Oklahoma State Question No. 740 (2008)

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The Oklahoma Ballot Access Reform Initiative is an initiated state statute that would return the number of signatures requred for a party to qualify for the state ballot to 5,000 valid signatures.[1]

Background

1974

Third party registration was restricted in Oklahoma in 1974 when it increased the amount of signatures needed to qualify a party for the ballot to 5 percent of the total votes cast in the presidential election. This amounted (by todays standards) to an increase from 5,000 signatures to about 70,000 signatures that must be collected in 90 days.[2] This was challenged in the 1976 court case, McClendon v. Slater.[3]

1984

U.S. District Judge Lee West released an opinion that called Oklahoma's ballot access the "harshest" in the national. He also found the Attorney General's office as acting with "inexcusable conduct" to not allow the Libertarian Party on the ticket.[4]

1995

The 10th circuit refused to allow people to "write in" names on the presidential ballot.[5]

1996

The Reform party was finally allowed access to the presidential ballot, but only after suing the state and waiting 18 months.[6]

2005

The US Supreme Court voted 6-3 to uphold Oklahoma state law against a Libertarian Party challenge. Specifically the court upheld a law that does not permit a qualified party to invite members of other parties to vote in its primary.[7]

2006

Oklahomans for Ballot Access Reform tried to pass an initiative to lessen restrictions on qualifying parties.

Third parties also are required to receive 10 percent of the vote in one general election to retain recognition and stay on the ballot for the next general election in accordance with today's law.[8]

Support

The proponents of the initiative are the Oklahomans for Ballot Access Reform, a coalition of different parties that range from the Constitutional Party to the Oklahoma Green Party.

Some of the groups arguments for the initiative include:

  • Oklahoma was the only state to only offer 2 parties on 2004 Presidential ballot
  • The state now has the highest amount of signatures required to qualify a party for the ballot with Petitioning requirement for full party ballot access 73,188 valid signatures for the full party access and 43,913 valid signatures for the Presidential primary.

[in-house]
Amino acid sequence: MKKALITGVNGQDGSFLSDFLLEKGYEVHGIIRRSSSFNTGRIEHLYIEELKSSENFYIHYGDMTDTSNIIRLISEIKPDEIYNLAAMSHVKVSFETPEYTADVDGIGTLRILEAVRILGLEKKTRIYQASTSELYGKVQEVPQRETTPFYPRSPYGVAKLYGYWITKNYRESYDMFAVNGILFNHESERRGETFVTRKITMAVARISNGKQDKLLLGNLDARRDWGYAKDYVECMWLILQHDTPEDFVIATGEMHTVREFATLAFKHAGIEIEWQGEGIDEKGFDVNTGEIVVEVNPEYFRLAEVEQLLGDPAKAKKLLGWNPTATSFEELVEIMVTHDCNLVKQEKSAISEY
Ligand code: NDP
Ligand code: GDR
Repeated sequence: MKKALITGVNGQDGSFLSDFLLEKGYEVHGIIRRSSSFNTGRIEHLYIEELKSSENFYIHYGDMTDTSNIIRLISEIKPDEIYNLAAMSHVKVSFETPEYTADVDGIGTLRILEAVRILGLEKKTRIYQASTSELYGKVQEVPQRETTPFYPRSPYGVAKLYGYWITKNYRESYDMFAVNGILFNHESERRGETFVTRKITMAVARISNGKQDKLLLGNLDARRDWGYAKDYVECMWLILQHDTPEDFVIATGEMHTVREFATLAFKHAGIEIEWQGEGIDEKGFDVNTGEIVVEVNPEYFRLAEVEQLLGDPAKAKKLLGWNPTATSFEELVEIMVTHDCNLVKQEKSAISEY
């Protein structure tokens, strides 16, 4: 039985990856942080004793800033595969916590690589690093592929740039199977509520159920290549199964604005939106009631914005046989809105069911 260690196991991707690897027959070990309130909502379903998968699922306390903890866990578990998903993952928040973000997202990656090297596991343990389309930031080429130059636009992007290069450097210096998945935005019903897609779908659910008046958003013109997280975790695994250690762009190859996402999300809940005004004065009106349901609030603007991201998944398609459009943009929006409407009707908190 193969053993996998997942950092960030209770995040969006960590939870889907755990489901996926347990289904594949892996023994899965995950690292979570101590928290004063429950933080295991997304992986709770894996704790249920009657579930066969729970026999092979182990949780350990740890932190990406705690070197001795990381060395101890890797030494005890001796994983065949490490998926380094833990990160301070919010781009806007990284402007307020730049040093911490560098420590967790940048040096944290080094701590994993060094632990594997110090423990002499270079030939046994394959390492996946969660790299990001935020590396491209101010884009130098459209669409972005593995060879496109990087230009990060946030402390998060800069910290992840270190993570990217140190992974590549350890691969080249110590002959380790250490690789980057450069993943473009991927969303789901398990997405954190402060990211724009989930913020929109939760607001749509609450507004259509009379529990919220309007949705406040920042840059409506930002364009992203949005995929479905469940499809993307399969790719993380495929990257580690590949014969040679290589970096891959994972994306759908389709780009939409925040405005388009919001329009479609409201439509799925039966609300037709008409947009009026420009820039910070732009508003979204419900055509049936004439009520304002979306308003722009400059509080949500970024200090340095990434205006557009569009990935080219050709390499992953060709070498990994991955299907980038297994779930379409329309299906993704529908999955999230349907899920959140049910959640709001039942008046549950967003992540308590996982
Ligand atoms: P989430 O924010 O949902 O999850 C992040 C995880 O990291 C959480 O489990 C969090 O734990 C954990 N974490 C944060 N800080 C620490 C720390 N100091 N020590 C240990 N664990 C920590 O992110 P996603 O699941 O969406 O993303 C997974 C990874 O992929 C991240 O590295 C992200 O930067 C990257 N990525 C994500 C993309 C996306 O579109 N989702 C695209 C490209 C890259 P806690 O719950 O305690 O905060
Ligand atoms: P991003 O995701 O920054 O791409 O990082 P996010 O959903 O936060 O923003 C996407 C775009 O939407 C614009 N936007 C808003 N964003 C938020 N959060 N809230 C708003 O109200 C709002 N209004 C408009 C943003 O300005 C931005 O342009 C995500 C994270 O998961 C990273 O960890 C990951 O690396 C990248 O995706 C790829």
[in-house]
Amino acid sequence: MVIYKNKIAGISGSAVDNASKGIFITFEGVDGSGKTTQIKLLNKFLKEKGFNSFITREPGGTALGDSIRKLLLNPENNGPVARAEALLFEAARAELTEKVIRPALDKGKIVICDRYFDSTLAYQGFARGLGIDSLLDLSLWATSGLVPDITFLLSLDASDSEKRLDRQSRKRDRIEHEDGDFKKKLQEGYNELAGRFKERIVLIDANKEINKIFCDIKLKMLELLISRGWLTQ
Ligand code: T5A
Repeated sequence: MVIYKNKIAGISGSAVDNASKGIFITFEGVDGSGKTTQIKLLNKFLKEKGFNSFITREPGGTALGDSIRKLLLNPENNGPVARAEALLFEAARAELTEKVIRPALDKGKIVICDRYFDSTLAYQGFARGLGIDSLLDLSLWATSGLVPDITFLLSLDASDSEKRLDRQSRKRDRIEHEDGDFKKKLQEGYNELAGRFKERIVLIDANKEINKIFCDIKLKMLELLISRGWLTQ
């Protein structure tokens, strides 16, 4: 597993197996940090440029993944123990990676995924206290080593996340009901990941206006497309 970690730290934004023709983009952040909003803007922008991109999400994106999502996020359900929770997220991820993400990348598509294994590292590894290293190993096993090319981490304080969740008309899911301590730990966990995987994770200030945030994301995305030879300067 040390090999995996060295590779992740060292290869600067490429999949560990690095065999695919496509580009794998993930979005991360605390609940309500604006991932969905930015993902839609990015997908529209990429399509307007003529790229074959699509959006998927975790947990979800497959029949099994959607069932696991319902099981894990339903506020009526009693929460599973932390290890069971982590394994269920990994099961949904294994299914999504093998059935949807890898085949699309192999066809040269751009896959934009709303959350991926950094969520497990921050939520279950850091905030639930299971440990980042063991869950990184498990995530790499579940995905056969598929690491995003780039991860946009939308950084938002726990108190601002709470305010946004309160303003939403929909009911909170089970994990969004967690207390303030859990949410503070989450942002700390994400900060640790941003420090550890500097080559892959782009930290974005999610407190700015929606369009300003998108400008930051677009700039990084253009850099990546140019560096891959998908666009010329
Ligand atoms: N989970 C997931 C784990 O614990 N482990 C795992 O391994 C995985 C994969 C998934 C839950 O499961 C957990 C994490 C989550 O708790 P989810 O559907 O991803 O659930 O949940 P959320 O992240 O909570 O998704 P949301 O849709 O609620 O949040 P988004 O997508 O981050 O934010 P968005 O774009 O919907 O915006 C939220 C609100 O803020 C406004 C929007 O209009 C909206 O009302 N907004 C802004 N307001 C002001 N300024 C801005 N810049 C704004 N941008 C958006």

Legislative Support

Also the 2007 Oklahoma Republican Party Platform states: “We support less restrictive ballot access for all political parties and candidates.” (III.G.6.)

Former U.S. Rep. Bob Barr of Georgia[9]

Financing

The group has decided to double the pay of its paid circulators, if those paid circulators turn in at least 50 signatures on any particular day hoping to speed up the initiative process.[10]

The group also had a donor that has promised the initiative $50,000 if it can earn $25,000.

Newspaper Endorsements

The state's largest newspaper, The Daily Oklahoman, said in an editorial, “We agree that it’s too tough for an independent party to get a presidential aspirant on the ballot and reform is needed.”

An Oklahoma Council of Public Affairs article says "It is surprising that a state with Oklahoma's populist tradition...is the nation's most restrictive state in terms of ballot access."[11]

Opposition

no information yet

Insufficient number of signatures filed

OBAR filed approximately 14,000 signatures in January 2008, far fewer than the 74,117 required, but an OBAR news release stated that the number filed showed "strong support for expanding the number of choices on the ballot."

The group's difficulty in collecting sufficient signatures was attributed to a hostile and fearful climate resulting from indictments brought against the Oklahoma 3, three individuals involved in a previous petition effort for the Taxpayers Bill of Rights initiative (TABOR). The effort was also hampered by Oklahoma’s residency law requiring petition circulators to be state residents, the requirement that the TABOR effort is charged with violating. Oklahoma’s best professional petitioners are currently working on initiatives in other states that pay far more per signature than OBAR can afford to pay, and they cannot bring in circulators from other states.[12]

External links

See also

References